Grocery Store Anxiety and Binge Eating Disorder
The grocery store can be a place full of anxiety for those who suffer from any type of eating disorder. Even in recovery I can still become overwhelmed when I have to make my weekly shopping trip. Over time I have found effective anxiety coping skills that help me navigate the aisles and lessen my anxieties.
Does Everyone Know I'm Buying Binge Food?
There was one point in time during the use of my binge eating behaviors that I would stop at the store everyday to pick up my nightly binge food. As much as I hated doing this, my compulsion to binge was much higher than the anxiety I felt walking through the grocery store.
From the moment I stepped through the door I felt like all eyes were on me. I assumed everyone knew exactly what I was doing and why I was buying the food I was. I kept my eyes down, moving as quickly as possible to get what I needed and get out of there.
Going to check out was always the worst part for me. I was filled with shame and embarrassment as the cashier scanned each of my items. I imagined the judgment they were placing on me for purchasing the kind of food I was. In reality, they probably didn't think twice about me or my groceries (With Anxiety, Are Your Thoughts Trustworthy?).
Going to the Grocery Store as a Recovered Binge Eater
Going to buy my groceries each week still brings overwhelming feelings of anxiety but now that I am free of my behaviors I am able to get through the store without too much trouble.
There is a certain amount of temptation that still lingers when I see the items I previously binged on. When I see these things I simply take a deep breath and keep walking. I do not give them the power they used to possess. These foods used to control my life and occupy majority of my thoughts. Why should a certain food take up this much of my being? The answer, it shouldn't. It is not worth it and freeing yourself from this feeling will make a huge difference in your quality of life.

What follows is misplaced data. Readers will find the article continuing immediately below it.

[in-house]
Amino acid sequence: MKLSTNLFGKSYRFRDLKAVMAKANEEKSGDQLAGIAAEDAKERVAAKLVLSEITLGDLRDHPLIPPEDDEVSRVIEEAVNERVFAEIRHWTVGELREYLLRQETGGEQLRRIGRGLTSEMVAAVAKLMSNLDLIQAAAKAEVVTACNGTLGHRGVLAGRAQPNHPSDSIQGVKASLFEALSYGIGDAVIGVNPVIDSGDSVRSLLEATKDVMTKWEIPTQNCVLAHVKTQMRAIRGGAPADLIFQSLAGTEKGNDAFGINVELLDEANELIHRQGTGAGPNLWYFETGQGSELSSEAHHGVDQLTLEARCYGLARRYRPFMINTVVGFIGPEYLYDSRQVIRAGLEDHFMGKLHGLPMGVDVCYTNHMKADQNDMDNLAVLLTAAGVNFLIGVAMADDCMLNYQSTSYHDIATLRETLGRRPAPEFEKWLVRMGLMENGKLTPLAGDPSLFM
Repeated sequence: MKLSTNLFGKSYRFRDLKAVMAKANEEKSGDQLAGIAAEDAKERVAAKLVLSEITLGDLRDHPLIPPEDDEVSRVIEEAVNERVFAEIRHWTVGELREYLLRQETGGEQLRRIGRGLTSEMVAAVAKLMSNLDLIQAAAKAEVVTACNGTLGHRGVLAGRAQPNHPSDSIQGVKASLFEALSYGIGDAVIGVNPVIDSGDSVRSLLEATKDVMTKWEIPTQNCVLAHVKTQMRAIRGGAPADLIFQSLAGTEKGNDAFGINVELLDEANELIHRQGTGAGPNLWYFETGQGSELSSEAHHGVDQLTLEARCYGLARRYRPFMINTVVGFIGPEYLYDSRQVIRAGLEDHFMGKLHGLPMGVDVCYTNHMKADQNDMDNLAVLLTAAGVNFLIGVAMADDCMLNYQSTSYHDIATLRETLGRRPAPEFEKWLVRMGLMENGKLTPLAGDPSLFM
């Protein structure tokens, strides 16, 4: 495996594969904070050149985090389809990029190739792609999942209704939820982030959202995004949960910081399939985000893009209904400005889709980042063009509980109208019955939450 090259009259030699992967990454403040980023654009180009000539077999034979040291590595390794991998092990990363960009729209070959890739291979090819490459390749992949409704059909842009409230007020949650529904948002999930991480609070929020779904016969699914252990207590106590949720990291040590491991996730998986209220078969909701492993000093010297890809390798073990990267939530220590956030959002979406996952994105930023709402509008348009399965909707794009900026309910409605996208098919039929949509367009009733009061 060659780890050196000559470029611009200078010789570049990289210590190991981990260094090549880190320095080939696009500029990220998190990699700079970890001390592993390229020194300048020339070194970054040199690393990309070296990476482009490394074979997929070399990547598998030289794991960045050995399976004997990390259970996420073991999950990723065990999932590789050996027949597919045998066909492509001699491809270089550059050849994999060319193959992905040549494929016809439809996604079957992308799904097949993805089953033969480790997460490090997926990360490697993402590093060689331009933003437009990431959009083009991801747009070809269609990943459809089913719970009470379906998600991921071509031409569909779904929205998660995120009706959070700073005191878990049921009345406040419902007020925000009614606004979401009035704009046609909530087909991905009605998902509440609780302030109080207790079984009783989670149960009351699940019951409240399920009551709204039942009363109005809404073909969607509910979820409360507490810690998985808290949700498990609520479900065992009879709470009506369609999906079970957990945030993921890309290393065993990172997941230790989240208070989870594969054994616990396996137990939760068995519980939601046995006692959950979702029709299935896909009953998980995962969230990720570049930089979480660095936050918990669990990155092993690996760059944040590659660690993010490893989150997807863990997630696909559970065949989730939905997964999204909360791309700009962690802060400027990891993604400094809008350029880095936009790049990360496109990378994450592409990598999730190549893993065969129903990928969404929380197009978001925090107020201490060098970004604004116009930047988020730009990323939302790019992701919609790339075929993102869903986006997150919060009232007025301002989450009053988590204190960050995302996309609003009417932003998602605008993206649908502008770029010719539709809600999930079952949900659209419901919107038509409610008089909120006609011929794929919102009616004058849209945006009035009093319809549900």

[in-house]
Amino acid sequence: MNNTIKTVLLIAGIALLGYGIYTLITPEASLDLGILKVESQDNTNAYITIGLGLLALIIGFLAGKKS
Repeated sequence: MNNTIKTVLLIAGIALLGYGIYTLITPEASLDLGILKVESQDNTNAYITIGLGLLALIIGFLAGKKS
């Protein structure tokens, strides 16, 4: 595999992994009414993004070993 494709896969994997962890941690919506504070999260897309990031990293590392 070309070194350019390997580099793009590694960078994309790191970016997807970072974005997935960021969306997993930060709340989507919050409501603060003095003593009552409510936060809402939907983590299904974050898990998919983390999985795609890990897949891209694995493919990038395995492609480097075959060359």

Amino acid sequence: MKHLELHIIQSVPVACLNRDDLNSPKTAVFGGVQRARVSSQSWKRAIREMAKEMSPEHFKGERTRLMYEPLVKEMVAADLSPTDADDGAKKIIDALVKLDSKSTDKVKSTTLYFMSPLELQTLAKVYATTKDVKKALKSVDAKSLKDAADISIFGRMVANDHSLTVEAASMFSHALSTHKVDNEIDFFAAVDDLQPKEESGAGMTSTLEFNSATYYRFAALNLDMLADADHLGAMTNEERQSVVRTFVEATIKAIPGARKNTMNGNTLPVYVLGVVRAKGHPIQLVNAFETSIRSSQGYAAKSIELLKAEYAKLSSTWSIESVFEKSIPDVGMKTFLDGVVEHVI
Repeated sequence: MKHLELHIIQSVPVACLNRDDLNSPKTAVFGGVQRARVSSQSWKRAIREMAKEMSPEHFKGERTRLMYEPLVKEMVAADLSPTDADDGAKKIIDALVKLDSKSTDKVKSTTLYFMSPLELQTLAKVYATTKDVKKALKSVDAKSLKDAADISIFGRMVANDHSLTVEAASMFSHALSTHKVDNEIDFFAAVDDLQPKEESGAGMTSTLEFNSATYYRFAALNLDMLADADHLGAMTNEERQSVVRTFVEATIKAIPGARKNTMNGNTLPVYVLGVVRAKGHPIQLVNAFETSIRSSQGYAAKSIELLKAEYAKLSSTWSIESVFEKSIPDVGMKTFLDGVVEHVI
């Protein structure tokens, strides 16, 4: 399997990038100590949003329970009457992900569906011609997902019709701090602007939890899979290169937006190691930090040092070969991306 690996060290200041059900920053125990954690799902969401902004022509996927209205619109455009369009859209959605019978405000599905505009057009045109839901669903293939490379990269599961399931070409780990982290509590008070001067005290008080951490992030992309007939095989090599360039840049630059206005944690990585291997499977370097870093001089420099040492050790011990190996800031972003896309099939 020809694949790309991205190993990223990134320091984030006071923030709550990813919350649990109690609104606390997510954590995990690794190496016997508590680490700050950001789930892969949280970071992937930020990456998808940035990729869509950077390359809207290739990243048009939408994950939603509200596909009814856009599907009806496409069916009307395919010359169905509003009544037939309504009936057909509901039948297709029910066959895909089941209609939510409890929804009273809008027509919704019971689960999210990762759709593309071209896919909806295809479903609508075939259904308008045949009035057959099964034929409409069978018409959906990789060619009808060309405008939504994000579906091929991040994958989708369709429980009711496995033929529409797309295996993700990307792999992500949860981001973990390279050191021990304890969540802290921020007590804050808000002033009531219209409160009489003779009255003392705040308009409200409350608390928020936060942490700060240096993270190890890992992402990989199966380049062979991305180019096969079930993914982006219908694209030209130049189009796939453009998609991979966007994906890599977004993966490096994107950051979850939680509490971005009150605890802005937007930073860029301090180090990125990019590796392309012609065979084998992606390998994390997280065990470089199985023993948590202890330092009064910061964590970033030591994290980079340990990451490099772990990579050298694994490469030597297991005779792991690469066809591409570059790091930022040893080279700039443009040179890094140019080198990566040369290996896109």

Things to Make Your Shopping Trip Less Anxiety Provoking
Over time I have discovered a few things that help to make my shopping trips less of a stressful experience.
The first is going with a friend or family member if possible. This keeps me accountable for what I am buying. They know my issues around food and will clearly know if I slip and put foods in my cart with the intention of binging. Always make sure this is a safe person, someone who is there to support you and will not be hard on you if you do begin to experience panic.
I have also found that changing my grocery store has been helpful. These days I try to go somewhere smaller with less tempting foods, but somewhere that still has what I need for a well balanced eating plan. Another advantage to a smaller store is being able to get through it quicker for times when you are feeling overwhelmed.
The last tip I have is make a list and stick to it. Doing this will keep you organized and keep your mind at ease knowing you got the things you needed and nothing that could lead to a potential binge.
I hope some of these strategies work for you. Lessening anxiety at the grocery store is possible, it may just take some time. Remember, no one is analyzing what is in your shopping cart. Most of the time we are our own worst critics. Keep working towards recovery, even the seemingly smallest victories count.
Bialka, G. (2016, October 16). Grocery Store Anxiety and Binge Eating Disorder, HealthyPlace. Retrieved on 2020, December 2 from https://www.healthyplace.com/blogs/bingeeatingrecovery/2016/10/grocery-store-anxiety-and-binge-eating-disorder
Author: Grace Bialka
I'm a cashier at a huge grocery store. When shopping, I try to stay away from the center of the store and stick to fresh fruits, vegetables and fish or poultry. It doesn't always work. .... You're absolutely right too. I don't worry about a person's eating habits.